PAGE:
The president of the Kentucky Board of Education says new academic standards for science education in public schools include material on evolution that has been in place since 2006.
David Karem says Kentucky worked with 26 other states on the scientific standards, which were approved Wednesday by the state Board of Education on a 9-0 vote.
Karem told WKU Public Radio Thursday that the evolution teachings will more closely align Kentucky's curriculum with entry-level college requirements. And he says it's in no way an effort to step on anybody's religious beliefs.
"I think the point is that there is no intent in the scientific standards that are being adopted that go into a person's religious beliefs or interfere with them in any way," said Karem.
The President of Kentuckians for Science Education, Robert Bevins, said climate change and evolution may be politically controversial for some people, but they aren't scientifically controversial.
Furlough notices began going out this week to Defense Department workers in Kentucky, Tennessee, and Indiana. The furloughs are part of the across-the-board cuts required under a budget bill that took effect March 1.
For 11 days between July and September, it will not be business as usual at Army installations, although the most impacted will be those who work for the military in support roles. From custodians to school teachers, about four-thousand employees at Fort Campbell will work fewer days.
Funding for uniformed personnell and combat operations is exempt from the cuts. However, Fort Campbell Public Affairs Director Bob Jenkins says training will be impacted.
"Let's say we have one unit and they're only going to deploy a portion of that unit, the portion that's deploying will receive their training first," explains Jenkins.
Kentucky lawmakers could soon take up the issue of taxing electric and compressed natural gas vehicles, in an effort to bolster a flagging road and bridge maintenance fund.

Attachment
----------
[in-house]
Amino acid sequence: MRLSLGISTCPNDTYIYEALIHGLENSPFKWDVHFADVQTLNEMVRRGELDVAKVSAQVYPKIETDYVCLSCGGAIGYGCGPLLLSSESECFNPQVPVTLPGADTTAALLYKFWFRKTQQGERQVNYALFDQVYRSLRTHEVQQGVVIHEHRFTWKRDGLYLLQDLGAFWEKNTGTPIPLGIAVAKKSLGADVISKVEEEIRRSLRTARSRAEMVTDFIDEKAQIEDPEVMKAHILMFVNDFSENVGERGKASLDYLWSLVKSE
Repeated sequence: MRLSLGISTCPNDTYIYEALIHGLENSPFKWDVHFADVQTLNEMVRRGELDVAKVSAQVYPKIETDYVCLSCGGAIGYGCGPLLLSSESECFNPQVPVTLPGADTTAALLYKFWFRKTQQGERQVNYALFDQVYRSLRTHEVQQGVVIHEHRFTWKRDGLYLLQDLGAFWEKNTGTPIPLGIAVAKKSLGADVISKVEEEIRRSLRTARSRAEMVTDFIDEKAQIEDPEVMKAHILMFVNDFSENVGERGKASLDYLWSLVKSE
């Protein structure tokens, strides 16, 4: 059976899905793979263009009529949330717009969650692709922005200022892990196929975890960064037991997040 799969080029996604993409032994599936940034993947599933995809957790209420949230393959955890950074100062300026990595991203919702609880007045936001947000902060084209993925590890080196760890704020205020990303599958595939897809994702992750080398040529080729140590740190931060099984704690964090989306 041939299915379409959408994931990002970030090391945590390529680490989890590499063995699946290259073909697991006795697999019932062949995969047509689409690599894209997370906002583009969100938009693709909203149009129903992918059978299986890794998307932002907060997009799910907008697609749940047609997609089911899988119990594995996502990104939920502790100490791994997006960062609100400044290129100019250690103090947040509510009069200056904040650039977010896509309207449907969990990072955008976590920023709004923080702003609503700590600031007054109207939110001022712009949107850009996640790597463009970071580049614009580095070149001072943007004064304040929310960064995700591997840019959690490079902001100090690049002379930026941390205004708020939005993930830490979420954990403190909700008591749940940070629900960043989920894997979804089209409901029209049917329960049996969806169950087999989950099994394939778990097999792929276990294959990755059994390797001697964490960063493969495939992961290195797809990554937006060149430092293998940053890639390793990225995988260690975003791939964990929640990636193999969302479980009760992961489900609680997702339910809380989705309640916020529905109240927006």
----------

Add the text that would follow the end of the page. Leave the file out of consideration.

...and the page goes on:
Kentucky House Transportation Committee Chairman Hubert Collins says alternatives are already being discussed in other states and at the federal level. Collins says with gas tax revenue in decline, Kentucky has to do something to make sure there’s adequate funding for transportation infrastructure.
“I think we see that U.P.S. bought something like 1,700 new vehicles which will be the compressed natural gas variety, and that will again take a toll (on Kentucky’s gas tax receipts)," said Rep. Collins.
Despite the concerns from lawmakers, Kentucky’s gasoline tax will rise 2.4 cents next month to a little over 32 cents a gallon—something that could generate $900 million in new revenue over the next fiscal year. The hike comes as a result of a tax increase state lawmakers wrote into law more than 30 years ago.
All lanes of I-65 southbound in Bullitt County have been reopened following Thursday morning's wreck involving a semi and a car.
Update at 10:28 a.m.:
I-65 southbound was closed around 8 a.m. at Mile Point 105 in southern Bullitt County due to a crash involving a semi and a car. The Kentucky Transportation Cabinet says that the middle and right (outside) lanes are currently open, allowing traffic to funnel through at a slow pace.
The left (inside) lane remains closed. Earlier rains have subsided allowing cleanup to progress at a quicker pace.
A Kentucky State Police spokesman confirms investigators have received at least 10 tips since their appeal to the public Tuesday regarding the murder of a Bardstown police officer.
Jason Ellis was shot to death May 25 after getting out of his crusier to pick up tree limbs along a Bluegrass Parkway exit in Nelson County. KSP this week asked anybody in the region who had trees trimmed or removed to contact law enforcement.
KSP spokesman Norman Chaffins says the limbs found at the murder scene were not from trees near the exit ramp.
Ellis was shot to death with a shotgun after he got out of car at 3 a.m. on the morning he was killed. According to the Courier-Journal, investigators believer the shooter placed tree limbs on the exit ramp, then waited on a hill above the ramp.
Chaffins says the cruiser Ellis was driving did not have a camera, and police know of no witnesses to the incident.
Anyone with information about Ellis' murder is asked to call the KSP at 270-766-5078.